Jerry Etienne makes the most of his three gym memberships. The 23-year-old from Tewksbury exercises every day at either Tewksbury Sports Club, Tewksbury’s Boost Fitness or Lowell’s Choice Fitness.
Etienne does cardio four times a week and works his abs and calves twice a week. He has also designated specific days to work his arms, back, chest, hamstrings, glutes, shoulders and quads. For Etienne, there is no such thing as a rest day.
“For my day-to-day to go on, I have to go to the gym,” Etienne said. “I have to go to work, I have to cook my meals and I have to go to the gym, no matter what. It’s not an option.”
He eats about 3,000 calories daily, usually of baked chicken, ground turkey, potatoes, egg whites, oatmeal, vegetables and more.
He is training for the National Physique Committee New England Men’s Physique competition in November 2017. At the event, usually held in Boston, he will be judged on his body’s symmetry, proportions, definition and muscle tone. At 5 feet 5 inches tall, Etienne weighs 190 pounds. By the competition, he wants to have “minimal body fat and be shredded at the weight of 160 to 165.”
He hopes to do well enough to become an International Federation of Body Builders pro, which would qualify him to compete in national competitions.
In all his time at the gym, Etienne has noticed a trend of people striving for healthier lifestyles.
“It definitely has grown in this town,” Etienne said. “Not bodybuilding, per se, but I do think that fitness has taken a huge increase in the town and in the area as a whole.”
More people in town are moving toward a healthier lifestyle, which often includes bodybuilding. Tewksbury Sports Club General Manager Arthur LaRocque said he has seen more people lean toward physique competitions, rather than old-school bodybuilding.
“The largest section of the population we’ve seen grow over the past couple of years is mid-20s to mid-30s,” LaRocque said.
The fitness center, which has nearly 6,000 active members, used to be a Planet Fitness, but removed itself from the franchise about two years ago. Since rebranding as Tewksbury Sports Club, LaRocque said membership has grown exponentially.
“The larger portion of our population is just focused on health and wellness,” LaRocque said, adding that there has also been an uptick in the number of family memberships.
Most members are Tewksbury residents and some are from North Wilmington and East Billerica. Lowell and Chelmsford residents make up a small portion of memberships.
Boost Fitness has seven locations in Massachusetts, including Westford, Worcester and Hudson. Just last year, Boost opened a location in Tewksbury.
“We’ve seen an increase in membership as a fitness center,” said Mark Federico, Boost Fitness regional manager. Among its seven locations, Boost serves about 35,000 people. In Tewksbury, the center has about 3,800 memberships, most of which come from referrals.
Tewksbury native Michelle Gavin said tearing her anterior cruciate ligament (ACL) at 17 propelled her into a bodybuilding lifestyle after doing strength training as part of her physical therapy. Now 23, she is training for her second competition.
“I didn’t think when I was 18 I would ever compete,” Gavin said.
“But I’ve been really serious with lifting since I was 19.”Two years ago, Gavin competed in the International Natural Bodybuilding & Fitness Monster Mash, a bodybuilding competition, in Worcester. Come October, she will be ready to compete in the women’s physique competition.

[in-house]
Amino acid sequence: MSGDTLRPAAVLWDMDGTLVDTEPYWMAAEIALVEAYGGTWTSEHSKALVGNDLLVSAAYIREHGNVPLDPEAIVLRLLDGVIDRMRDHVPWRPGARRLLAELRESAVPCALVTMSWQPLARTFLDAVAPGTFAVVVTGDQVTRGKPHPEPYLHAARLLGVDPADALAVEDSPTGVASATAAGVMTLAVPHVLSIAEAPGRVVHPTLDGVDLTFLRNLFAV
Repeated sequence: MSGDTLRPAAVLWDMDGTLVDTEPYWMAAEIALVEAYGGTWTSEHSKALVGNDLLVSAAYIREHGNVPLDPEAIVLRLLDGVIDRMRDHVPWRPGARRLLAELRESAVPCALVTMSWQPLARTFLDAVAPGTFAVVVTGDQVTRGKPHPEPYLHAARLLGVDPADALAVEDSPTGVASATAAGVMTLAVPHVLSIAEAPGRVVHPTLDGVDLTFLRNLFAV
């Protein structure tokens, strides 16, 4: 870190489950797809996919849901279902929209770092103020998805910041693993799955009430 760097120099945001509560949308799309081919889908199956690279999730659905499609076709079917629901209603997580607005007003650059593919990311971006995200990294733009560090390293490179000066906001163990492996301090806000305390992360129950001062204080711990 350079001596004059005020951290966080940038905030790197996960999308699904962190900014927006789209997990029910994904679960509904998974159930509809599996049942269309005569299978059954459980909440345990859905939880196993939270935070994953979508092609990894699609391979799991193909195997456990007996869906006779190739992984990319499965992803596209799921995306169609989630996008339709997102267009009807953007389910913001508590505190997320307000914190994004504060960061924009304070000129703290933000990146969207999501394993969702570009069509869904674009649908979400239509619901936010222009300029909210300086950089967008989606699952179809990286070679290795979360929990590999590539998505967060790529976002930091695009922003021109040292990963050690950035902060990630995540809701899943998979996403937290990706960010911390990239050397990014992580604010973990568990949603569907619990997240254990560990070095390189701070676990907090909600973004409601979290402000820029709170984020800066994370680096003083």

“I just really want to bring in a better package than I did two years ago,” Gavin said. “I would eventually like to go pro and kind of be famous in the bodybuilding industry.”
In preparing for her first competition, Gavin said “I pushed my body to the extreme” and lost interest in going to the gym. But now, she has a number of motivators to keep her training at Boost Fitness in Lowell six days a week.
“I realized looking at old pictures of myself kind of remotivated me to get myself back in gear,” Gavin said. “My family helped me out, even though they don’t go to the gym.”
David Rollka, 23, of Tewksbury, works as a personal trainer for Gravity Fitness Clubs in Dracut. Like Etienne, whom he has been close friends with for years, he is training for a physique competition. In September, he hopes to snag first place at the Battle of the Naturals competition in Lexington. His goal is to step on the stage any at 5 to 6 percent body fat.
For the past month he has been following a strict diet, eating six meals a day and hitting the gym daily, as usual.
“I always wanted a better lifestyle,” Rollka said. “If I’m not at the gym, I’m not happy.”
His twin brother, Joseph, who also works as a Gravity personal trainer, is training to compete in the NPC New England Men’s Physique competition this October.
As a personal trainer, Rollka said he also sees more people making fitness a priority.
“Anybody, once they start to see results, they start committing to it,” Rollka said. “A lot of my clients never dieted before, and now they are starting to.”
Gavin noticed the same trend.
“There are a lot of people that are looking to get healthier and in shape,” she said. “It is getting popular, I feel. Not just competing, but just getting healthier, getting in shape and wanting to be the best version of yourself.”
Growing up obese, Etienne began looking up to football players and bodybuilders, like Simeon Panda, when he was in middle school. However, he’s learned to be in competition with himself and he urges others to do the same. Leading up to high school, he began to take his fitness seriously.
“I feel like fitness should 100 percent have a role in everybody’s life in one way, shape or form,” Etienne said. “Do what you can do to your 100 percent and you will find the satisfaction that you need.”